One common misunderstanding I see is when developers require Product Managers to write out a complete, multipage, highly detailed spec before starting development on any products. The first half of the Agile manifesto states “Individuals and interactions over processes and tools. Working software over comprehensive documentation.“ Working face to face inside the team rather than handing off documentation not only creates a more collaborative environment, but it surfaces problems earlier.


Scrum is an Agile framework that embodies the Agile manifesto in its practice. Scrum contains 3 core roles: the Product Owner, the Scrum Master, and the development team. Work is defined and agreed upon by the team and then sectioned off into sprints of a certain length. Scrum values teams working together to complete a common goal, responding to customer’s changing needs, and delivering quickly. You can read more about Scrum practices and values here.

Scrum is not a rigid process, but many teams understand it to be. One very common statement I hear from teams practicing scrum is that once the sprint is planned, nothing can be changed. This directly contradicts the flexible nature of scrum and one of the principles of Agile: “Welcome changing requirements, even late in development.“ This is not to say that you should be changing what you’re building all the time, but learning to be open to changes in product backlogs and deciding if they are a bigger priority is key.


Lean is most commonly used in our industry referring to Lean Startup principles, but Lean originated from the Toyota Production System and the term is also used for Lean Software Development. Using the term just “lean” can get really confusing depending on who you are talking to. For our sake, we’ll stick with Lean Startup Methodology when we refer to Lean here. Lean Startup Methodology focuses on building what customers will use, not what you think they will use. It values eliminating waste, maximizing learning, and measuring results. Iterating through the Build-Measure-Learn loop quickly is the goal.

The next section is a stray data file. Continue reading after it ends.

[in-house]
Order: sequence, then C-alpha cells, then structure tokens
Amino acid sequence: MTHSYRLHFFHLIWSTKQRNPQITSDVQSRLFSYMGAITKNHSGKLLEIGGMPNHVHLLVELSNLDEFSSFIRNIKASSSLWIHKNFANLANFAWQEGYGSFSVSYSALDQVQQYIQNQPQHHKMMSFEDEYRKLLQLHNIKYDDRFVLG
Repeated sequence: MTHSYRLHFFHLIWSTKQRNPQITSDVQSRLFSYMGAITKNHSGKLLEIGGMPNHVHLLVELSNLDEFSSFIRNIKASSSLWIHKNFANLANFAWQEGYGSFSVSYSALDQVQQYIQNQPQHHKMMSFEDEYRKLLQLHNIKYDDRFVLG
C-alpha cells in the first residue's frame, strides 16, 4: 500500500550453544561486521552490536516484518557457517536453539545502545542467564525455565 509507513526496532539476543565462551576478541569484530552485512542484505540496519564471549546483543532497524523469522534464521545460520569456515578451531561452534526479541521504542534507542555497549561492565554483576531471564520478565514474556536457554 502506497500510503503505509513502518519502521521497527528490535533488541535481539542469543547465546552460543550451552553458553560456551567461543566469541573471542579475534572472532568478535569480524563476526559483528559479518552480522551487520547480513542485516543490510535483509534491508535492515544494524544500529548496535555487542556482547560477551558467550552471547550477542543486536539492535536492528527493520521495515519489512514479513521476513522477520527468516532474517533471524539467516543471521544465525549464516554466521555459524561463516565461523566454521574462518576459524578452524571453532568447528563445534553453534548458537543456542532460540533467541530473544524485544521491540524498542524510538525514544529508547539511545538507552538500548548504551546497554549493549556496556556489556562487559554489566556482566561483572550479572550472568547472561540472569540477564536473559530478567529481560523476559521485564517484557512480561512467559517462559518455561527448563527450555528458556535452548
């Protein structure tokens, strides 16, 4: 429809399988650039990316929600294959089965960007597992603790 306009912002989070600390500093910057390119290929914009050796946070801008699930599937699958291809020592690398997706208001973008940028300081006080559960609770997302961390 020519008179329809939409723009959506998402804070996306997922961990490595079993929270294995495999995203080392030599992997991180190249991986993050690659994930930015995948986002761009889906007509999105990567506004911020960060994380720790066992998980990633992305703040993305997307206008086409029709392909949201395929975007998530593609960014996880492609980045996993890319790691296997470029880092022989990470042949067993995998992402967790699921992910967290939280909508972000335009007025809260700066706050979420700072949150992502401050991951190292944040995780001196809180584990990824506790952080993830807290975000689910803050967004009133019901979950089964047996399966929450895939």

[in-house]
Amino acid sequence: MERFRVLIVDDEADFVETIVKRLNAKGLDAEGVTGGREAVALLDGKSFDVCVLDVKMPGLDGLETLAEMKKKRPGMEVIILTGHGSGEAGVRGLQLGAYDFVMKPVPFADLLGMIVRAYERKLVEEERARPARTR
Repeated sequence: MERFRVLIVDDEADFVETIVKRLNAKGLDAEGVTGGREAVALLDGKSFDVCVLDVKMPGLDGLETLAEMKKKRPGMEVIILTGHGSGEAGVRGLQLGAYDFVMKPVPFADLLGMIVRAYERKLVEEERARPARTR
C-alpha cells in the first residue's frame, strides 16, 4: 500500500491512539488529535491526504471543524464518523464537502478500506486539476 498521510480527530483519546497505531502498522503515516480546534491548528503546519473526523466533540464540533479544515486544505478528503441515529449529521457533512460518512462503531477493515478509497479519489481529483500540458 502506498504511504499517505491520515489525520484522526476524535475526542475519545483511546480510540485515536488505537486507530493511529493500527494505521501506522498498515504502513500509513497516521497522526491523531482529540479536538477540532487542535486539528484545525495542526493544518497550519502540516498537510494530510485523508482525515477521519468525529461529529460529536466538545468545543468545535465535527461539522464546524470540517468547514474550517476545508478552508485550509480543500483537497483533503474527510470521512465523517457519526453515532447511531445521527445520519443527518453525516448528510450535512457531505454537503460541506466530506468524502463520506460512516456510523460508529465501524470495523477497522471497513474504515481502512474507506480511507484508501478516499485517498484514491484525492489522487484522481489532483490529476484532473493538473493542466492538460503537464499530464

Many folks miss the maximizing learning part of Lean. They build products quickly, release them to customers, and ask them if they like it. As soon as they get a yes or see a bit of traction, they think they are done. They stop talking to customers, and just keep building. Soon customers are out of the feedback loop. If you are focusing more on building your solution than learning from your customers, you are not Lean.


“Minimum Viable Product” is the least amount of work you can do to learn from your customers. MVPs are experiments, not minimum feature sets. In fact, an MVP can be manually delivered without a website at all. The main goal of an MVP is to learn if customers have the problem you assume and want your solution.

Many people think an MVP is just the minimum website they can create for their product, most often a landing page. While a landing page is a good tool to gauge customer interest, every MVP is not a landing page. A landing page is just one piece of the experiment. Targeting the right subset of users, driving traffic to the page, and delivering results is the entire MVP.

One day, these buzzwords will die down and others will emerge. This whole cycle will start again – learn, practice, fad, misunderstanding. It’s always a good move to educate ourselves and others on new trends, to make sure we understand the deeper meaning behind these words and keep a common language in our workplaces.